He was already yelling as he got on the bus.  I am a bit sketchy on the details, because I don’t speak fluent “enraged middle aged white man,” but I gathered that he was pissed at the bus driver from before because he had tried to get on the bus when it was going the other direction, and was told by the bus driver that he’d either have to get off or pay two fares.  He seemed to believe that his particular bus pass granted him unlimited rides.  He continued to yell all the way to the back of the bus, his bristly white moustache practically blowing in the wind of his hot air as it exited his windbag of a body, as he called our bus driver a bigot.  Oh poor persecuted white man!  I bet he watches Glenn Beck, so fervently did he seem to believe that our black, female bus driver was bigoted against his white male ass, for we all know that white males are a persecuted minority group.

The bus driver attempted to say something to him, and he came yelling back up the aisle of the now-moving bus.  It was along the lines of “ARE YOU TALKING TO ME?” The man sitting next to me said, “Sir, can you please stop yelling? I’m just trying to get home here.”  The man turned to us and started yelling.  “Sir, can you please stop yelling?” I said.  I should probably not have said anything, given that this poor persecuted patriarch probably had a gun in his suitcase.  The driver told him to sit down or be quiet or he’d have to leave the bus.

He did neither.  She pulled the bus over and told him he would have to get off.  He refused.  She radioed a supervisor and we waited for a bus bouncer to arrive.  Yes, they have bus bouncers.  Within a few minutes (I think we were near the main office) a burly white man arrived, boarded the bus, and walked to the back where he asked the resolute hothead to get off the bus.  He complied, although continuing to yell about filing a complaint against the bigoted bus driver all the way off the bus.

The rest of us breathed a sigh of relief as our journey got back underway.

Still, I couldn’t help but smile at the irony that the irate fellow was wearing a Jimmy Buffet t-shirt stretched across his belly.  I think of Jimmy Buffet as mellow, beachy music for people who like to drink margaritas and smoke weed.  Clearly this dude could have used some mellowing.  But for all I know, he’d just busted a flip flop, stepped on a pop top, and cut his heel on the cruise back home, and so was pissed off.  One thing’s for sure, he seemed convinced there was a woman to blame, but *I* know, it’s his own damn fault.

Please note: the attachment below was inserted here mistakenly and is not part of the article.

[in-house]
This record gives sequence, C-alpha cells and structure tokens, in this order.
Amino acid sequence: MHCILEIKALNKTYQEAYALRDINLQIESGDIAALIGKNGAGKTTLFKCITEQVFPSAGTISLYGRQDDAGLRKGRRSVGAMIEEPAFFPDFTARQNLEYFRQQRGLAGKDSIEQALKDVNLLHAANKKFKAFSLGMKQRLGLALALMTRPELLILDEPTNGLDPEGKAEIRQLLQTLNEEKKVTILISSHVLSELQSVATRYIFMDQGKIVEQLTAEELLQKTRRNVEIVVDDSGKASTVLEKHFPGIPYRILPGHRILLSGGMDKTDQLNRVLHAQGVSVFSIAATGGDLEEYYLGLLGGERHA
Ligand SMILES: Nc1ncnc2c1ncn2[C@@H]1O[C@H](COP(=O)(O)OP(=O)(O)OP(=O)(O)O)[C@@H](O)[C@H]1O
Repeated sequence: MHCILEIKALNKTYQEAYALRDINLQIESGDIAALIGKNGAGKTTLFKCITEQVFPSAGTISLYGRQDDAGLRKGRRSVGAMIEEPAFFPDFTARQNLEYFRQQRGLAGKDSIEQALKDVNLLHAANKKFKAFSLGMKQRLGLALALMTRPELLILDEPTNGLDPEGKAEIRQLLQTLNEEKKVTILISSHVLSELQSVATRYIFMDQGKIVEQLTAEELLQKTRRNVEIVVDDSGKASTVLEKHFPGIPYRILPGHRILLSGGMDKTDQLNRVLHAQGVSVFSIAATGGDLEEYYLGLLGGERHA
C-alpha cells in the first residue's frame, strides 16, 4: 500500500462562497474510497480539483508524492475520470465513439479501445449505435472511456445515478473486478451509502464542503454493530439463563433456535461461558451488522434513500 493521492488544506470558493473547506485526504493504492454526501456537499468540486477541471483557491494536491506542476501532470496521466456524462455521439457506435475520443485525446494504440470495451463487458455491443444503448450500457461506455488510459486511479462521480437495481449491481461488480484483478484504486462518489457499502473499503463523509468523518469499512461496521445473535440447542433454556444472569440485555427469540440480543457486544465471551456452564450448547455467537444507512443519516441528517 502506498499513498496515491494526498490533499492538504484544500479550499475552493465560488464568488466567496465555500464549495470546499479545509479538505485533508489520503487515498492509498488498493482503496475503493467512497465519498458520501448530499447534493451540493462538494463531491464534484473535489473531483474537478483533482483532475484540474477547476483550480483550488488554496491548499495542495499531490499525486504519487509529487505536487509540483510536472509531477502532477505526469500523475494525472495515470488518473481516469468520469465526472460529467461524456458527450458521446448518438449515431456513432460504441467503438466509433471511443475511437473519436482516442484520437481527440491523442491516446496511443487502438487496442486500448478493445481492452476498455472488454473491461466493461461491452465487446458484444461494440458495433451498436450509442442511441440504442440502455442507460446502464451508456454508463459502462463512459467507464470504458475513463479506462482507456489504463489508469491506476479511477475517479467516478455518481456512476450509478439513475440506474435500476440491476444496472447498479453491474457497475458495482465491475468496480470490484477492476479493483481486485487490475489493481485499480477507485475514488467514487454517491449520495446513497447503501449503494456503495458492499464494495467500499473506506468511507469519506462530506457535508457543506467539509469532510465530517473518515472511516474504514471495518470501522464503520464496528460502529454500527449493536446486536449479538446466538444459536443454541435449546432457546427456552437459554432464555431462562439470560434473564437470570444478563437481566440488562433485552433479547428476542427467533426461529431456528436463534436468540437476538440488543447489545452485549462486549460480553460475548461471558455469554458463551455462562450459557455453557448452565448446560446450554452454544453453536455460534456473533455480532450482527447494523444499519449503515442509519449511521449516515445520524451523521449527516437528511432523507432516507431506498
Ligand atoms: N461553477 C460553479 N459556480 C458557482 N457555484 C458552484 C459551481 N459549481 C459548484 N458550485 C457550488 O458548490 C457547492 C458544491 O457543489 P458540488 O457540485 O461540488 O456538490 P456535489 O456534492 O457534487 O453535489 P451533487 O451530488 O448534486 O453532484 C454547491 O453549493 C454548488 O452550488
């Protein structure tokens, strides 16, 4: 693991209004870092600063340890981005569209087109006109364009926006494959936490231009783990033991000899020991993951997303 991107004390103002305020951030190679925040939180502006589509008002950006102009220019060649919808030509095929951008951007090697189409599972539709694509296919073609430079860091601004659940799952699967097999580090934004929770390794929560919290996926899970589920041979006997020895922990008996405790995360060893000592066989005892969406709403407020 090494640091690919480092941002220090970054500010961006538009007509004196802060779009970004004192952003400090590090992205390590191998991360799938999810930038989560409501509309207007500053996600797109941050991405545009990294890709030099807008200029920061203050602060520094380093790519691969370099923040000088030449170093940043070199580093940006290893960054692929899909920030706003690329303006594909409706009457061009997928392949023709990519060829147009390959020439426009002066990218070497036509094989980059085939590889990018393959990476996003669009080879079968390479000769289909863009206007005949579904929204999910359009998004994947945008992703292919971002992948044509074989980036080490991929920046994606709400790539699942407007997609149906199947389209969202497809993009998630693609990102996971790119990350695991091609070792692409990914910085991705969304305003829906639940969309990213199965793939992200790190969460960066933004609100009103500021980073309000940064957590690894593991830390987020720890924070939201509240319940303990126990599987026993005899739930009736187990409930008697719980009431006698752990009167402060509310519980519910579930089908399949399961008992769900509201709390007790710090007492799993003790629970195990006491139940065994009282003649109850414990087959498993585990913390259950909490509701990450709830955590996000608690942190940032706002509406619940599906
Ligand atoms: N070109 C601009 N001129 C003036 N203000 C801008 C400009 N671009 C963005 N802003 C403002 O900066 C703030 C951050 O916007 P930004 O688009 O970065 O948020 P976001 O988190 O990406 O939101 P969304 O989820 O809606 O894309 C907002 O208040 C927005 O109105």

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a new york minute

Yeah, I'm such a tourist that I even snap photos in the subway. So sue me.

Yeah, I'm such a tourist that I even snap photos in the subway. So sue me.

I’m going to blog in more detail about my big New York weekend at some point when I have the time to sit down and detail such a whirlwind properly.  But for now I just wanted to share one perfect moment.

The subway is hot, smelly, and crowded.  It’s not a happy place, much as I love public transit (and I really love public transit!)  And yet, Saturday night, after a perfect perfect dinner at Supper, and a stroll through Times Square that ended in a downpour, we found ourselves in a subway stop and despite the heat, despite wet feet,  found ourselves lifted while simultaneously underground.

At first he seemed like any other busker, a man with a guitar in a subway.  He stood out a bit, I guess, because usually you see skinny white guys with acoustic guitars, not old black men.  But somehow, maybe everyone had, like us, had a little bit of wine with dinner and was feeling the love, maybe they were all just tourists, or maybe, in the rain, we were all just looking for some sunshine on a cloudy day, slowly everyone started singing along.  Within a couple of minutes, he had everyone at the stop singing along to “My Girl.” And not just sorta singing either.  Real, spirited, practically church singing.  I guess you say, what can make me feel this way? My girl, my girl, my girl….

Toward the end of the song, trains pulled up on either side of the platform and the singalong dispersed with raucous applause as we all got onto our trains with smiles on our faces, many humming to ourselves.

We may not have had time to toss a dollar in his guitar case, but I wish I had.  If you ask me, that man should be on the city payroll for performing a public service– making wet, tired, foot-pained, cranky commuters stop for a few minutes and just sing along.  It’s almost like the month of May.


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only freshmen

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As I got on the bus, they giggled behind a Route 30 map.  They wondered where they had gotten on, which stop was that?  How would they know when they were supposed to get off?  What if the driver didn’t stop?  Should they ask the driver?  Should they not?  Aren’t these seats itchy? Doesn’t it feel like it’s giving you a rash?

It didn’t take me long to recognize them.  They were me, about six years ago.  Two new college roommates, who barely knew a soul and had just set up camp together in a tiny room on a big campus in a strange new city.  They were clinging to each other and thinking they’d be best friends, not anticipating Cold Wars of attrition over who’d finally take out the trash, or that perhaps one of them would have an affinity for Jock Jamz while the other preferred Indie Rock, or that one might be nocturnal, and the other, well, normal.  (OK, so I’m projecting, my first college roommate didn’t work out so well!)

I wondered if they’d been having scavenger hunts and raffles.  If they’d endured an awkward sex talk with a dean.  If they’d identified a cute boy that they thought they might like to date, having no idea that by the end of the next year he’d be a best friend, but more interested in dating men. (OK, so that happened to me too.)  I wondered if there had been awkward name games.  If they’d been to that first party yet, the one where they tested those mom-will-never-know-limits.  I wondered if they’d just spent the summer meeting their true love, now left wondering what would happen next.  I wondered if they were just SURE of their major, only to later change it three times.  I wondered if they had any idea what was ahead of them.

Of course they didn’t.